Well the Missus and I trundled up to Salem yesterday to catch It’s Alive! Classic Horror and Sci-Fi Art from the Kirk Hammett Collection (through November 26) at PEM and say, it was scary good.
Kirk Hammett, best known as the guitarist of the rock band Metallica, is also an avid collector of classic horror and sci-fi movie posters. This exhibition explores the interplay of creativity, emotion and popular culture through 135 works from 20th-century cinema, including posters by an international array of graphic designers, rare works by unidentified masters as well as related memorabilia such as electric guitars, lobby cards, film props and costumes.
The exhibit is a total hoot, chockablock full of posters like this one.
Full disclosure: The Missus and I didn’t get the whole “Karloff the Uncanny” thing, which seemed to surface in the early ’30s and disappear around 1935. This 1933 New York Times movie review isn’t all that enlightening, but this Google Books link to After Dracula: The 1930s Horror Film by Alsion Peirse is more helpful (if a bit oblique).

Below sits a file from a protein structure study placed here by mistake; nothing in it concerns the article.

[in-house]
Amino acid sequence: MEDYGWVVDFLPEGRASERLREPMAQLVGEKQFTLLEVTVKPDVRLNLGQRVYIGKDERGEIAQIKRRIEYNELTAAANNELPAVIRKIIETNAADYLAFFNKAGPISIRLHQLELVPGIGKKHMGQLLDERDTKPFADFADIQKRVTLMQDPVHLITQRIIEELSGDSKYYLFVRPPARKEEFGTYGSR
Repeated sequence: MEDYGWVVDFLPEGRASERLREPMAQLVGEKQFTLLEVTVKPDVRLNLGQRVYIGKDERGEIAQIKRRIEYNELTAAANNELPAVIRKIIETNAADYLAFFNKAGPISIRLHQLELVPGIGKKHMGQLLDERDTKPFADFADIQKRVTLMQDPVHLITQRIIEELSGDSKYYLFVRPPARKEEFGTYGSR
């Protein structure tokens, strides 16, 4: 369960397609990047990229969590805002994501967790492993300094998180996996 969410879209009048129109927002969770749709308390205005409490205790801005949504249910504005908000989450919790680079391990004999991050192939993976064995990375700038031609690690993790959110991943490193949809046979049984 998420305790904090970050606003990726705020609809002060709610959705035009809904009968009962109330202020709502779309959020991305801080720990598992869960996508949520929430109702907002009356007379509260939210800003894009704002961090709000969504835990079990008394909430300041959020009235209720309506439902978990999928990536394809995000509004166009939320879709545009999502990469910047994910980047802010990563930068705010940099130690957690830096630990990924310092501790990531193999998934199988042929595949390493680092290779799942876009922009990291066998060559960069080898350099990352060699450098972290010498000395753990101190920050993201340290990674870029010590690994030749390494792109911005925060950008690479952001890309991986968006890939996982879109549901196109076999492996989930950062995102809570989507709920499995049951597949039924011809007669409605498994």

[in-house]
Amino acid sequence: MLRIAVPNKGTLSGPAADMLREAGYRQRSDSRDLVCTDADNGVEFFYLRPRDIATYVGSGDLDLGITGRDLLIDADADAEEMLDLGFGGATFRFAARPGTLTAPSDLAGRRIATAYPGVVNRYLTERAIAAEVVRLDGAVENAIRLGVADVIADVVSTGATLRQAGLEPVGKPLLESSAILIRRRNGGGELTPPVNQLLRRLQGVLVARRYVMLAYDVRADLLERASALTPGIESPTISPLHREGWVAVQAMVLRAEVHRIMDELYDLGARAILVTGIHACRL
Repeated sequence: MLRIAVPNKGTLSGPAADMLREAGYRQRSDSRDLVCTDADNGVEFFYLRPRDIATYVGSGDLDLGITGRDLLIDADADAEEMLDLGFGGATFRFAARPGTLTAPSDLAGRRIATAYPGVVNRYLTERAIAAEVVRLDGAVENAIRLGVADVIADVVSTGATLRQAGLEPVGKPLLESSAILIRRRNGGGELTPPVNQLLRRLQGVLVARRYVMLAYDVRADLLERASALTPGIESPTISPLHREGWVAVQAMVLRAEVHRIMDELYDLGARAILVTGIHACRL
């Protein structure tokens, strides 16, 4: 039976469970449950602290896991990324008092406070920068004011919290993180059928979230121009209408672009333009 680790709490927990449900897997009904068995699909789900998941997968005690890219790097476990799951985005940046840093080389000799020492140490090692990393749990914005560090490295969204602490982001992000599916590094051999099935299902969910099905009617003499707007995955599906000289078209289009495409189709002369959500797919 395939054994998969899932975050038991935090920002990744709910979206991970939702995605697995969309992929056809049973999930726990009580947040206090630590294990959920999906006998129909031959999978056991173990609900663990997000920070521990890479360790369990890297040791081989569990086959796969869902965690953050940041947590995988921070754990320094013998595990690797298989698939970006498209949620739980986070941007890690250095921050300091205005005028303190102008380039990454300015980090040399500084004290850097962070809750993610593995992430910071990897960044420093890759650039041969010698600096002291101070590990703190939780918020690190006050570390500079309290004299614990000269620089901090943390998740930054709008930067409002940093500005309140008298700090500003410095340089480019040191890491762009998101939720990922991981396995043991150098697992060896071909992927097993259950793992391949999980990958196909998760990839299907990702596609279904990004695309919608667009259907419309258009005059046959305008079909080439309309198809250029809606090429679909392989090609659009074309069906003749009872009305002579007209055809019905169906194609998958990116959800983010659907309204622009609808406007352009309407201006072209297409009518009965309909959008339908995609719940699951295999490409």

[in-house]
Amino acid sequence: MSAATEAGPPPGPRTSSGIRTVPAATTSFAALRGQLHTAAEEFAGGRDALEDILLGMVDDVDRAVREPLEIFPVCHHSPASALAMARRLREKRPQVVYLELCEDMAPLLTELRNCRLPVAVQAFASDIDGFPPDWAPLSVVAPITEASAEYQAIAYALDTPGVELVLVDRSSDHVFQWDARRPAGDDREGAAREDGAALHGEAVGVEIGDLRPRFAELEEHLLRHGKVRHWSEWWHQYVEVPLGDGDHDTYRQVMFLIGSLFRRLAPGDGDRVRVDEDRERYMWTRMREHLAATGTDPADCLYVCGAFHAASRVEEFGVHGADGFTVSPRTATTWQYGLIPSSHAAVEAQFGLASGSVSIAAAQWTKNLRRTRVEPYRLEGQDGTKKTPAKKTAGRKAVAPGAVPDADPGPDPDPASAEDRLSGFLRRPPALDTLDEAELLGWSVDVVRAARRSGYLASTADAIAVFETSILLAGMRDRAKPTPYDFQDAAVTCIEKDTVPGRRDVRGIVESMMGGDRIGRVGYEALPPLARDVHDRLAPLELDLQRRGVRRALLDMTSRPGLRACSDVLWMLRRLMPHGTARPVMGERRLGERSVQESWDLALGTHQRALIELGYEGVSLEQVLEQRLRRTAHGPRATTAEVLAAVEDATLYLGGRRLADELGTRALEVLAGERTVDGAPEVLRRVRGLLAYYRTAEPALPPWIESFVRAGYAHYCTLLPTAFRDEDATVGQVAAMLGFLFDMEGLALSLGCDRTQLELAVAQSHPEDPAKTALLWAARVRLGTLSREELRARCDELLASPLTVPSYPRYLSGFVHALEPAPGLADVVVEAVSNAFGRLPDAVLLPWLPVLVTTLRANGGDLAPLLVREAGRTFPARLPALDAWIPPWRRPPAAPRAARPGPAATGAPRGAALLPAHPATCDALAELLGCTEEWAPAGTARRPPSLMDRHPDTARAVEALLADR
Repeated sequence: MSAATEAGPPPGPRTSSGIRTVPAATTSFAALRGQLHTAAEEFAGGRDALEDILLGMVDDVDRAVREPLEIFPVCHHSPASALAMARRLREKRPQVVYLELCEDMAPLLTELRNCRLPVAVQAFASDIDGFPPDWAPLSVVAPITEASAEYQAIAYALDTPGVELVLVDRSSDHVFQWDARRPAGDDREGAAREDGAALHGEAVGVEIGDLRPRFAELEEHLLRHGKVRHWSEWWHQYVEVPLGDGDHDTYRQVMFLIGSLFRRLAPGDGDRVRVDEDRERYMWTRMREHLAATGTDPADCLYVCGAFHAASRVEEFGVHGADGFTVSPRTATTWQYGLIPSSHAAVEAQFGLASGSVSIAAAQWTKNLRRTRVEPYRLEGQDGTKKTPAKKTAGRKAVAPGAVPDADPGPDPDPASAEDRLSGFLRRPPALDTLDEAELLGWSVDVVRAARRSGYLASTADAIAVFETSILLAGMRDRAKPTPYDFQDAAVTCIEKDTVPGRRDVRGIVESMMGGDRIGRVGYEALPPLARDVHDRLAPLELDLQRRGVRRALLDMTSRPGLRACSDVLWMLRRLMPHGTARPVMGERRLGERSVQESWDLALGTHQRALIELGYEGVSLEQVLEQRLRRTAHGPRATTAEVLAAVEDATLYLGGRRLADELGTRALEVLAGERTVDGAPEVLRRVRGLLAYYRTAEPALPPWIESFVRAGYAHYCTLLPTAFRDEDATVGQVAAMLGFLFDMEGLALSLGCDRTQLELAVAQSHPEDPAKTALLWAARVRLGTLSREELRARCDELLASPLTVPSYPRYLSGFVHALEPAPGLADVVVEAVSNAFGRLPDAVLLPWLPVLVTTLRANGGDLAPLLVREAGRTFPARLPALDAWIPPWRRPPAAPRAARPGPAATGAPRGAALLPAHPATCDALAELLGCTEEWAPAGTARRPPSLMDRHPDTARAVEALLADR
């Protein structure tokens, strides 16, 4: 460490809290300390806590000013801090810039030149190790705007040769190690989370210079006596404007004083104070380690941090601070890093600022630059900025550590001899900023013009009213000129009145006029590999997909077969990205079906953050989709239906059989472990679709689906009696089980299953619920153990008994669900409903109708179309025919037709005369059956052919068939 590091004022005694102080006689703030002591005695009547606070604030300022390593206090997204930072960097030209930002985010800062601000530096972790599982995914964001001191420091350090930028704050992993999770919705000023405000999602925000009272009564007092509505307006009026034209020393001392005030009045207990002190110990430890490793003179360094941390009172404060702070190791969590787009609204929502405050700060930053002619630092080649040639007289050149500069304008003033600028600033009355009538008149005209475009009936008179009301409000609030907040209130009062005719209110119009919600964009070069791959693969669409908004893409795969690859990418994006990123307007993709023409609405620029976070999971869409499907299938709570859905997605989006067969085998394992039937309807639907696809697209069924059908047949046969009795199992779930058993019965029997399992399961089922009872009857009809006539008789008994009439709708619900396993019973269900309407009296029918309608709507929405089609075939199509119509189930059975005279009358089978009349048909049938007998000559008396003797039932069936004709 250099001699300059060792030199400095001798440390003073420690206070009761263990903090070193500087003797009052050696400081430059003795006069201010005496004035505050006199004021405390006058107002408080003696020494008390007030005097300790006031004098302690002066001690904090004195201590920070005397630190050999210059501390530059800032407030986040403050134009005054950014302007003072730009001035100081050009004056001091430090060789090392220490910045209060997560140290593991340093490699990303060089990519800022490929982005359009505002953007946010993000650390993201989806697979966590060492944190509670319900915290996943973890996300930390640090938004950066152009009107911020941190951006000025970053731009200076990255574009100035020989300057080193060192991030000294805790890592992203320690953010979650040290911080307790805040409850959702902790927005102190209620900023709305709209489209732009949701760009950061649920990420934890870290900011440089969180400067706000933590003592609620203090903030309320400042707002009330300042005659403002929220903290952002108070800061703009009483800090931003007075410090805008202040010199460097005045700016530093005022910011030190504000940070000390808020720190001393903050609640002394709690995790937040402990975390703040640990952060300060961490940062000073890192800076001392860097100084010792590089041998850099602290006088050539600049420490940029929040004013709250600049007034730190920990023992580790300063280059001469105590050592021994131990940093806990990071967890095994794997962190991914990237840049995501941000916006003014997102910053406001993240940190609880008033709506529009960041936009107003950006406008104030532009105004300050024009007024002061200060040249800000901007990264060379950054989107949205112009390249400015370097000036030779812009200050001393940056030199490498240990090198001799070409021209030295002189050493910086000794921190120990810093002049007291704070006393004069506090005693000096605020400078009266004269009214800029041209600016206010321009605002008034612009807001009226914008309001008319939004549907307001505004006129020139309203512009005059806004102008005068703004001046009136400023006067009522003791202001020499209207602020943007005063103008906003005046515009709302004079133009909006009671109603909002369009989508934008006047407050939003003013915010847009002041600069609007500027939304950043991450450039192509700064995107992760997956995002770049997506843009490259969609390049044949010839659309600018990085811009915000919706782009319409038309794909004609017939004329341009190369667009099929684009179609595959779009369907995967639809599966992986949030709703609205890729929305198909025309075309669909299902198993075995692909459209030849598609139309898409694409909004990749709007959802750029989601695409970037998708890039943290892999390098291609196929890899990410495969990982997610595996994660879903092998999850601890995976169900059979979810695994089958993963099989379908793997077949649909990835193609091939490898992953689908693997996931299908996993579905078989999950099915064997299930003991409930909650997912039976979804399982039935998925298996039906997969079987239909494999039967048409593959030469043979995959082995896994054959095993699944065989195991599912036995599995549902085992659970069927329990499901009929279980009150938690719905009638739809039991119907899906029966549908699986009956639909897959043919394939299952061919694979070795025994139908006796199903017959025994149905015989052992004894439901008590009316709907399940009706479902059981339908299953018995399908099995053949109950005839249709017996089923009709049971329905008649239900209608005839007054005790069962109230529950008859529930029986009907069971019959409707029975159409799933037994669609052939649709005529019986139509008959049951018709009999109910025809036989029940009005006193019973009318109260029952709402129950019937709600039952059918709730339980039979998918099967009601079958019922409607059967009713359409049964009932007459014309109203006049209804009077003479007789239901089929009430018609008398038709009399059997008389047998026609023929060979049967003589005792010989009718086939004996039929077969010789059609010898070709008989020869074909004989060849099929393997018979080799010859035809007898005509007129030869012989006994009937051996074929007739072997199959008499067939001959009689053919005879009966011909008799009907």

Back at PEM, don’t miss Ocean Liners: Glamour, Speed, and Style (through October 9th) while you’re up there.
From the mid-19th century through the mid-20th century, ocean liners were floating showcases of technology, opulence and social sophistication. As icons of modernity and aspirational living, artists, engineers, architects and passengers all vied for influence and access in the creation and enjoyment of these man-made islands at sea.
Ocean liners were intricately constructed pieces of culture — in the appearance of their design, the elegance of their engineering and the division of their social space — and each with its own distinct personality. Drawing from international institutions and private collections, the exhibition brings together nearly 200 works including paintings, sculpture, models, furniture, lighting, wall panels, textiles, fashion, photographs, posters and film.
Man, that’s the life, yeah?